004: News, information and hi-tech communications, together with one man’s murderous desire to dominate and manipulate global media markets, were at the heart of the plot to Tomorrow. Greedy newspaper mogul Elliot Carver (Pryce) was given some now classic lines: ‘Words are the new weapons, satellites the new artillery’, and: ‘There’s no news like bad news’. In a sense, the screenplay skilfully combined traditional ‘Bondian’ elements with a social message: the underlying theme of the plot was a subtle critical commentary on the way that news and facts were being distorted and falsified through new forms of media in the run-up to the new Millenium. The movie anticipated what is today called ‘fake news’. Moreover, the character of Elliot Carver was also partly modelled on egotistical media barons past and present, such as Robert Maxwell and Rupert Murdoch.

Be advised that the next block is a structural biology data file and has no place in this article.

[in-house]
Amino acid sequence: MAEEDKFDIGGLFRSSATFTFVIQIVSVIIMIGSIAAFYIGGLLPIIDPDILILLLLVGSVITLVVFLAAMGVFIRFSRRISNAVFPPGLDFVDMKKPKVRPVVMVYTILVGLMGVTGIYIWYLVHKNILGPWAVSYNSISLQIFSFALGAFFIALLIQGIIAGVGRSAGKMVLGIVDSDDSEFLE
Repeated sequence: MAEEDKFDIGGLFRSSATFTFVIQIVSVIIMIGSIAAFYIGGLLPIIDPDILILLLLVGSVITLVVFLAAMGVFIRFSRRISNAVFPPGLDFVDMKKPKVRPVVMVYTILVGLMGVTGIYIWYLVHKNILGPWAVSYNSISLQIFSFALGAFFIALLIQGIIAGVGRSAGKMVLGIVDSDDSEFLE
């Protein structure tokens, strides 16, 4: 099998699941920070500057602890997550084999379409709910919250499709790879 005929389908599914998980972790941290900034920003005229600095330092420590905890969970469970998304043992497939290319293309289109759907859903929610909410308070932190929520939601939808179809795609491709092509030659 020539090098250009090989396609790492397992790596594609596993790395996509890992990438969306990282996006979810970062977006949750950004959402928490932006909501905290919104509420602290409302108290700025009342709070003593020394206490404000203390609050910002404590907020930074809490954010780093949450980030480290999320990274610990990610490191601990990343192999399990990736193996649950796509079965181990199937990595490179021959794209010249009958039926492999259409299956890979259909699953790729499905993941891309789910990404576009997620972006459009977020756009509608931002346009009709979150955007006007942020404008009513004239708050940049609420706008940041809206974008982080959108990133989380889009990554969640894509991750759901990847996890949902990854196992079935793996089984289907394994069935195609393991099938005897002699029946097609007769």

005: In a great piece of marketing, tie-in coverage of TND was published by the UK’s Mirror newspaper in December, 1997, in the form of a supplement mocked up as an edition of Elliot Carver’s newspaper Tomorrow, with the same masthead to the paper as in the movie. The front-page story to this special supplement also had a typical piece of Carver ‘news’, revealing details about the formerly top-secret existence of top MI6 spy James Bond! It quoted a Ministry of Defence official admitting: ‘He exists all right and he costs Her Majesty’s Government an absolute fortune’. It was a great souvenir for Bond fans. Interestingly, this ‘story’ was penned by Diplomatic Editor ‘Roger Connery’ (get it?!).